That has doctors worried because vaccination rates still lag among children, who can get seriously ill from COVID. Watch the report on ABC-7.

What would a 15,000 drop in student enrollment mean for Chicago Public Schools funding
Researchers predict that CPS enrollment could drop by some 15,000 students, to just under 300,000. Given the district’s per-student budgeting formula, that could spell more budget cuts and layoffs at schools.

But some analysts think the situation is not so dire. They note that property taxes are the district's main source of revenue and those funds are not dependent on enrollment. Neither is state funding. Read more from WBEZ.
Congress refuses to shore up home and community-based services providers
Medicaid home and community-based service providers had hoped the Inflation Reduction Act passed and signed by President Joe Biden would include a $400 million investment to shore up services. But the current legislation includes zero funding for programs that many say are at a crisis point.

“We are concerned that absent an additional investment in the HCBS program, individuals with I/DD continue to be at risk of losing access to services or remaining on states’ growing HCBS waiting lists, waiting years and even decades for services,” says one advocate. Read more from Disability Scoop. 

Upcoming webinars and presentations

Matt Cohen and Associates is hosting a two-part IEP workshop led by MCA Attorney William Hrabe and MCA Advocate Elizabeth Hooper.
Part 1: Understanding Your Rights and Recognizing Red Flags, Sept. 28, noon - 1:30 p.m. Free. Register in advance.
Part 2: Advanced Advocacy Strategies, Oct. 12, noon - 2 p.m. $50. Register in advance.
Matt Cohen will be presenting at Star Net Region IV on Thursday, Sept. 15,
from 7 to 8:30 p.m. The title of his presentation is "Addressing Challenging Behavior: Legal rights and responsibilities -- strategies for building a behavioral safety net." Please register in advance.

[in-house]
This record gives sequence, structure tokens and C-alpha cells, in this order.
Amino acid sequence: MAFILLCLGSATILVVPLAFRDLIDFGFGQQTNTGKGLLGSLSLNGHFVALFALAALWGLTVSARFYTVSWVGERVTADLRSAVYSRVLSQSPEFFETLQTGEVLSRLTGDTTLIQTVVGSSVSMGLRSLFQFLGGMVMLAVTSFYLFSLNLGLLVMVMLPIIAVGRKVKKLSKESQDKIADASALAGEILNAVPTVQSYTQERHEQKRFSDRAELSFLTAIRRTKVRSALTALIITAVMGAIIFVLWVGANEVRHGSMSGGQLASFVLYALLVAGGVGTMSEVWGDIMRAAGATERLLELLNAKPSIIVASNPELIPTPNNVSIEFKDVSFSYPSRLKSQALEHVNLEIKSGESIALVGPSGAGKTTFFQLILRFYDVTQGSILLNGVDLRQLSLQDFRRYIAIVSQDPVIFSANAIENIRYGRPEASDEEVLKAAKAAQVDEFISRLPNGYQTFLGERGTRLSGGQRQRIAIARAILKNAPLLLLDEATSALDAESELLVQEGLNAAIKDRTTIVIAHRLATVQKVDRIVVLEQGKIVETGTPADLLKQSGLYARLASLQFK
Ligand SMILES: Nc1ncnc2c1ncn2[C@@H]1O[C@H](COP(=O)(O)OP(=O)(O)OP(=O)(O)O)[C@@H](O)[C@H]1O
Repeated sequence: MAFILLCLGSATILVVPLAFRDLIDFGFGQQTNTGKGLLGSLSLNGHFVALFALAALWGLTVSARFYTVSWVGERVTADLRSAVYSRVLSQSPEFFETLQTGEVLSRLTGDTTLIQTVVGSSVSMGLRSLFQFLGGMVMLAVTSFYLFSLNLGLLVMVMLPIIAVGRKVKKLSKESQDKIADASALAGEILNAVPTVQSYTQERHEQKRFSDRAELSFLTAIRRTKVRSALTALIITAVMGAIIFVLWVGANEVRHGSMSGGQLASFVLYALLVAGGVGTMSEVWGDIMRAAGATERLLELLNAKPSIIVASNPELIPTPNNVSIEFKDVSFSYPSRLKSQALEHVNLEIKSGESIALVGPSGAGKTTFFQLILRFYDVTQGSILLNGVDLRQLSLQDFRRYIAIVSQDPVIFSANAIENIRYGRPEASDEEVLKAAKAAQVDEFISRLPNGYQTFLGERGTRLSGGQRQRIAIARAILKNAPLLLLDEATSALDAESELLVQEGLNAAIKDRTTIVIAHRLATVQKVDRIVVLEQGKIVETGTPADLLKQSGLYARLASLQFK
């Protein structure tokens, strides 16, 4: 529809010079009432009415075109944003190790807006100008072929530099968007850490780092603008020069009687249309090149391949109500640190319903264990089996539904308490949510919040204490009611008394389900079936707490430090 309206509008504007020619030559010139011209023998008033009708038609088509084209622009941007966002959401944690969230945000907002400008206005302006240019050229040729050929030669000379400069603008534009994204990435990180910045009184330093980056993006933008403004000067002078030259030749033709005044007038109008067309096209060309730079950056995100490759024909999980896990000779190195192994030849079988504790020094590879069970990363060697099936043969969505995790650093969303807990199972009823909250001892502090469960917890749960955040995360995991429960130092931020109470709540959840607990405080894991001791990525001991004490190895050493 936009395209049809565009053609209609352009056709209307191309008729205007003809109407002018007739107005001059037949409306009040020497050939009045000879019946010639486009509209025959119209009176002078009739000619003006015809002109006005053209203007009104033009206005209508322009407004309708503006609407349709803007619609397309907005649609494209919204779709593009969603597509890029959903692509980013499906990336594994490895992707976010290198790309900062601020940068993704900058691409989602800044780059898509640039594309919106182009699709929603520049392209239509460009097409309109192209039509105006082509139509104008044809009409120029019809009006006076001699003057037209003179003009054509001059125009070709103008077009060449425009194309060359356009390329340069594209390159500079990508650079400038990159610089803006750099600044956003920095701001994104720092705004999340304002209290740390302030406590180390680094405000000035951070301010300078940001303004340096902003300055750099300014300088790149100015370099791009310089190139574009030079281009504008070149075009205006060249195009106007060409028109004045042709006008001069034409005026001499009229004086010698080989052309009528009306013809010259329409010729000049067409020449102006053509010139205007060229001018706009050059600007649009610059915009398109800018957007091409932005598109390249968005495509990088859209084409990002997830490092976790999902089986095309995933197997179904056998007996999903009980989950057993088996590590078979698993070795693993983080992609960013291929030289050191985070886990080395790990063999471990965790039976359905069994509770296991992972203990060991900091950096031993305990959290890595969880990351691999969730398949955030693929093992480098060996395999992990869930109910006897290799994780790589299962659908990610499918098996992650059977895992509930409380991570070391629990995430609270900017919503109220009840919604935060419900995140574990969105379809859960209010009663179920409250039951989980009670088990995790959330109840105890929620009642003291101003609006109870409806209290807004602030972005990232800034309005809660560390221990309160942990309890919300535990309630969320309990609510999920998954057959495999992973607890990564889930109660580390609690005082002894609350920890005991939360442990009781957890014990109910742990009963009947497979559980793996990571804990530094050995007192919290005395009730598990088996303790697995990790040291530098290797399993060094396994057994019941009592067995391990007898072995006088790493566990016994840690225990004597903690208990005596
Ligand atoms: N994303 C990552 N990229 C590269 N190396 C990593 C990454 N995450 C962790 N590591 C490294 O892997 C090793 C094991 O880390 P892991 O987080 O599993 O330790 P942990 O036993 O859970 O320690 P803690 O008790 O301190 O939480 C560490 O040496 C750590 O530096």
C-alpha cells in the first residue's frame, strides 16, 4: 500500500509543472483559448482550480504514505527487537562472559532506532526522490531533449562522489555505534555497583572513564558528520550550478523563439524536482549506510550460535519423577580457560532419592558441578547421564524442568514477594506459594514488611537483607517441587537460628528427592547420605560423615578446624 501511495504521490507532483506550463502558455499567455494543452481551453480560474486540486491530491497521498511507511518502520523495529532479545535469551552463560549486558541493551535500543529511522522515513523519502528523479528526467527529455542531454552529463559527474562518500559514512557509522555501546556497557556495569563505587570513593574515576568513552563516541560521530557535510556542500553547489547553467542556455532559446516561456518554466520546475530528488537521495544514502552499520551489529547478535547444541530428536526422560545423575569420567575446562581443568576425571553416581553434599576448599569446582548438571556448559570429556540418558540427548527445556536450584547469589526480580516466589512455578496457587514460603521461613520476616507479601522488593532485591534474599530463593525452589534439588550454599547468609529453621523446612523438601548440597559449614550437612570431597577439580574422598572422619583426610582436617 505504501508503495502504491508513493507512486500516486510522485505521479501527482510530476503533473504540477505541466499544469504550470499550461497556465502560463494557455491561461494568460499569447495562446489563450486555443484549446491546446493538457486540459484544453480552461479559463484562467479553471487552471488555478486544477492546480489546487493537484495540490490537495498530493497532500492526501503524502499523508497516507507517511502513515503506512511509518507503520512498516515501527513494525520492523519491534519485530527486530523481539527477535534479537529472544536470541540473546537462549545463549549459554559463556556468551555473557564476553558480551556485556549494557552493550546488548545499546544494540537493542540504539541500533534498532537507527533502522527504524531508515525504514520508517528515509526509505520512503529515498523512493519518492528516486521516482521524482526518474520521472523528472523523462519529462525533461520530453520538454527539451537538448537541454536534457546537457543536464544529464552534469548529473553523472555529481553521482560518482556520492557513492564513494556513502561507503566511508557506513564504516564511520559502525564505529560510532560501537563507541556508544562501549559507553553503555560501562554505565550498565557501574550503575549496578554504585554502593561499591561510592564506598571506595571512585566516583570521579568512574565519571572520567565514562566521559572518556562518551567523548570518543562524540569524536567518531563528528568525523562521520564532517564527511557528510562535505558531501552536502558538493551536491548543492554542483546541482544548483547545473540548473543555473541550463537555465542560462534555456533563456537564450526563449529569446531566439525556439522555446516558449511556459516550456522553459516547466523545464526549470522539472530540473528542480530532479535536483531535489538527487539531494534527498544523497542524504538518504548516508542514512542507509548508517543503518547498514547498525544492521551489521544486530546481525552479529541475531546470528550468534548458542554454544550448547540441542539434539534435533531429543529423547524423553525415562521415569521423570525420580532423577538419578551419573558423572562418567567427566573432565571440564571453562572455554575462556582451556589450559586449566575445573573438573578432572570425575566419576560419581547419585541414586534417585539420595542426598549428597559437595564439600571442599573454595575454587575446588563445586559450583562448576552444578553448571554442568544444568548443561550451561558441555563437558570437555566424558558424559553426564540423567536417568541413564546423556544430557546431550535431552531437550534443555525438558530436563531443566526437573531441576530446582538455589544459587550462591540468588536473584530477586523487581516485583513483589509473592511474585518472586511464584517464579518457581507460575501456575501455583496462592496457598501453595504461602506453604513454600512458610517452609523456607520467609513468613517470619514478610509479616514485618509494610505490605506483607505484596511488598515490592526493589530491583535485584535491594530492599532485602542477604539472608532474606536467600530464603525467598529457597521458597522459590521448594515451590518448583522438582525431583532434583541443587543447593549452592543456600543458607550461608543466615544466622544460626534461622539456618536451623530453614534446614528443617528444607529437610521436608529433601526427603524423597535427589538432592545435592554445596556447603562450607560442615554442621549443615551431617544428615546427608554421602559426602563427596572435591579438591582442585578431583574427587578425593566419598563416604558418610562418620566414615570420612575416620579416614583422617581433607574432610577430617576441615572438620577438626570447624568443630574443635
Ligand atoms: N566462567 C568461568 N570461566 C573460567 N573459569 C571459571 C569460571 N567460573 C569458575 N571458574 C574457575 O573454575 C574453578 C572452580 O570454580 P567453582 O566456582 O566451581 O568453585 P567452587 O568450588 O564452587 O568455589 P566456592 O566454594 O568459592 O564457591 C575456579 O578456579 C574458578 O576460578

Matt Cohen will be presenting at the Illinois Statewide Transition Conference on Nov. 3. The title of his presentation is “The Challenge of Finding Hope for Our Kids and Ourselves!”

Using his research and experience as an advocate and parent, Matt will address the challenges people face in dealing with disabilities and the importance of identifying, confronting and accepting painful realities. More details about the conference can be found here 

Matt Cohen  will present at the Dec. 7 Illinois Institute for Continuing Education 6th Annual Special Needs Institute. He will speak on "What an Estate Planning Attorney Should Know About Special Education Law." 

Recent firm successes
  • After an autistic student was inappropriately placed in a CPS classroom in a non-neighborhood school, we were able to successfully advocate to change the placement so they would be included in their neighborhood school with a dedicated paraprofessional to facilitate greater inclusion in regular education classes.

  • Secured continued placement at private therapeutic day school for student with severe intellectual and communication needs. When she matriculated to high school, the new district attempted to move her to an inappropriate in-district placement. After filing a hearing request, the district agreed to maintain the student’s placement.

  • Secured a transfer to an appropriate therapeutic day school that comprehensively meets the needs of a young man including specialized learning disability related needs.